We are changing taxes that have blocked the growth of important sectors of our economy.

Our government is breaking down the barriers to job creation. We have passed legislation to restore the balance in relations between workers and employers. We have repealed job quotas. We have frozen Ontario Hydro average rates until the year 2000.

The Red tape Review Commission, headed by Frank Sheehan, the member for Lincoln, is finding ways to eliminate unnecessary regulations and make government work better for Ontarians.

This year, we will extend the sunset provision of the Loan and Trust Corporations Act and take action to eliminate overlap in regulation in the loan and trust industry. We will remove the outdated requirement that Ontario duplicate regulatory activities already undertaken by other jurisdictions in Canada. By harmonizing with federal regulations, we will get rid of an unnecessary layer of regulation in this important industry. We will set out our direction in a policy paper to be issued for public comment in the near future.

While the task of making Ontario a good place to create jobs is by no means completed, already Ontarians can see signs that we are going in the right direction.

Between June 1995 and March of this year, Ontario's private sector created 90,000 new jobs. That's over 300 new net private sector jobs every day.

I know that the public sector is cutting back -- at all levels. Many good and hardworking people are finding themselves on the job market for the first time in years.

But for every job lost in the broader public sector in the last nine months, almost four jobs were created in the private sector. We simply have to make this adjustment to get Ontario growing again.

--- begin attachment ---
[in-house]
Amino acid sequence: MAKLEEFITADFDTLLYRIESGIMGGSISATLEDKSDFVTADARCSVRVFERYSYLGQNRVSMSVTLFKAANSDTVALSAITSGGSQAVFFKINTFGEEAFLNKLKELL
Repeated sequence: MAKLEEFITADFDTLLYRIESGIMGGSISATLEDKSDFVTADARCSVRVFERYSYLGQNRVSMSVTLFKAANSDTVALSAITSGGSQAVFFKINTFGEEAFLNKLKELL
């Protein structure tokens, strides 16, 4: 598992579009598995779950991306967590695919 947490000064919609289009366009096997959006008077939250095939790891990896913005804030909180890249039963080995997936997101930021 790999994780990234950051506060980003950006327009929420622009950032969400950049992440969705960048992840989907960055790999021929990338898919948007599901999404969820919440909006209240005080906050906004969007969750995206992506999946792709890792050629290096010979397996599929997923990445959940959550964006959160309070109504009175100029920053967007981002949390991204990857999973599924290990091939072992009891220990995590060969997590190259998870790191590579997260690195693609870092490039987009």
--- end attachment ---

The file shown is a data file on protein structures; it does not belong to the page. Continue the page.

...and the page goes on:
To date this year, we have more jobs in manufacturing that we had a year ago, more jobs in construction, more jobs in services, more jobs in the wholesale and retail sector, more jobs in transportation and communications.


Investors are recognizing that Ontario is once again a good place to do business. Investment stands at record-high levels, and Ontario's investment growth is outpacing the rest of Canada.

Magna International has chosen St Thomas as the location for its new truck frame plant, creating over 700 new jobs.

Premier Harris recently participated in the ground-breaking for Honda Canada's expansion in Alliston, creating 1,200 new permanent jobs.

The forest industry has announced additional investments in communities such as Thunder Bay, Red Rock and Marathon.

Placer Dome recently committed $260 million to develop its Musselwhite gold property north of Pickle Lake.

Bayer Rubber Corp is investing $61 million to build two new chemical plants in Sarnia.

The Pacific Century Group is working in partnership with IBM Canada and Rogers Cablesystems on a $100-million project to build four condominium towers with fibre-optic wiring in downtown Toronto.

Investments such as these are bringing real benefits in the form of jobs for Ontario's people.

To help more companies grow and compete, I am announcing a new private sector driven approach to business development.

A new partnerships for jobs and growth initiative will complement our efforts to improve the business climate.

It will support innovation, encourage Ontario's entrepreneurs, strengthen Ontario's sectors, bridge the training gap, extend global reach and strengthen economic development at the local level.

Addressing these issues will make Ontario a more competitive, productive and successful trading economy.

In its initial year, 1996-97, $50 million of the savings from other programs will be reinvested to support this partnerships for jobs and growth. The Minister of Economic Development, Trade and Tourism, the Honourable Bill Saunderson, will announce further details.

The strongest area of our economy has been the export sector. Exports are at record levels and are expected to increase by a further 8.7% in 1996. The motor vehicle industry -- our largest manufacturing exporter -- achieved its highest level of production in history last year.